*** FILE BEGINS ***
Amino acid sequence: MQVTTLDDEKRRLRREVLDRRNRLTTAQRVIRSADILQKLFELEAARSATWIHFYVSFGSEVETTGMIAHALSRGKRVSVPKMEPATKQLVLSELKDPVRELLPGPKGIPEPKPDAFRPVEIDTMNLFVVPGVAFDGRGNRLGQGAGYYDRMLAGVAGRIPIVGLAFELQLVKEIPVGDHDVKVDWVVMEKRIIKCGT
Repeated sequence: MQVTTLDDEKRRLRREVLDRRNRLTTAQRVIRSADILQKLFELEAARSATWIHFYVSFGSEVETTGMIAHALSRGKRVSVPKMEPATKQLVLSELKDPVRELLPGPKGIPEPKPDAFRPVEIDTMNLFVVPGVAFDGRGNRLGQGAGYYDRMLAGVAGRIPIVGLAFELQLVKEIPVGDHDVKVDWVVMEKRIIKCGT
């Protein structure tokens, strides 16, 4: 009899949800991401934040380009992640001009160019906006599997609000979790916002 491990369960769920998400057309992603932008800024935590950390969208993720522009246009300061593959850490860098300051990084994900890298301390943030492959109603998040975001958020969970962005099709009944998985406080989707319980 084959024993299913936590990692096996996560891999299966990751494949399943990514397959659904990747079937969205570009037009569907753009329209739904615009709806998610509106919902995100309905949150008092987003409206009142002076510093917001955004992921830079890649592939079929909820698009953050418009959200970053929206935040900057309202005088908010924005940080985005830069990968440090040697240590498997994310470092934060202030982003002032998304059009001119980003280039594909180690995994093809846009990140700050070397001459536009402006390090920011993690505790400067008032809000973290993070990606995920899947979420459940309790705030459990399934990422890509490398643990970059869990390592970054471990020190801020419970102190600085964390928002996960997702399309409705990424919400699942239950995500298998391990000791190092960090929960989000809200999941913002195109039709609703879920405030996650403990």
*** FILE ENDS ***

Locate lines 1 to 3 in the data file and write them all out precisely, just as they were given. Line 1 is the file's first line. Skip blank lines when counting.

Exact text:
Amino acid sequence: MQVTTLDDEKRRLRREVLDRRNRLTTAQRVIRSADILQKLFELEAARSATWIHFYVSFGSEVETTGMIAHALSRGKRVSVPKMEPATKQLVLSELKDPVRELLPGPKGIPEPKPDAFRPVEIDTMNLFVVPGVAFDGRGNRLGQGAGYYDRMLAGVAGRIPIVGLAFELQLVKEIPVGDHDVKVDWVVMEKRIIKCGT
Repeated sequence: MQVTTLDDEKRRLRREVLDRRNRLTTAQRVIRSADILQKLFELEAARSATWIHFYVSFGSEVETTGMIAHALSRGKRVSVPKMEPATKQLVLSELKDPVRELLPGPKGIPEPKPDAFRPVEIDTMNLFVVPGVAFDGRGNRLGQGAGYYDRMLAGVAGRIPIVGLAFELQLVKEIPVGDHDVKVDWVVMEKRIIKCGT
């Protein structure tokens, strides 16, 4: 009899949800991401934040380009992640001009160019906006599997609000979790916002 491990369960769920998400057309992603932008800024935590950390969208993720522009246009300061593959850490860098300051990084994900890298301390943030492959109603998040975001958020969970962005099709009944998985406080989707319980 084959024993299913936590990692096996996560891999299966990751494949399943990514397959659904990747079937969205570009037009569907753009329209739904615009709806998610509106919902995100309905949150008092987003409206009142002076510093917001955004992921830079890649592939079929909820698009953050418009959200970053929206935040900057309202005088908010924005940080985005830069990968440090040697240590498997994310470092934060202030982003002032998304059009001119980003280039594909180690995994093809846009990140700050070397001459536009402006390090920011993690505790400067008032809000973290993070990606995920899947979420459940309790705030459990399934990422890509490398643990970059869990390592970054471990020190801020419970102190600085964390928002996960997702399309409705990424919400699942239950995500298998391990000791190092960090929960989000809200999941913002195109039709609703879920405030996650403990």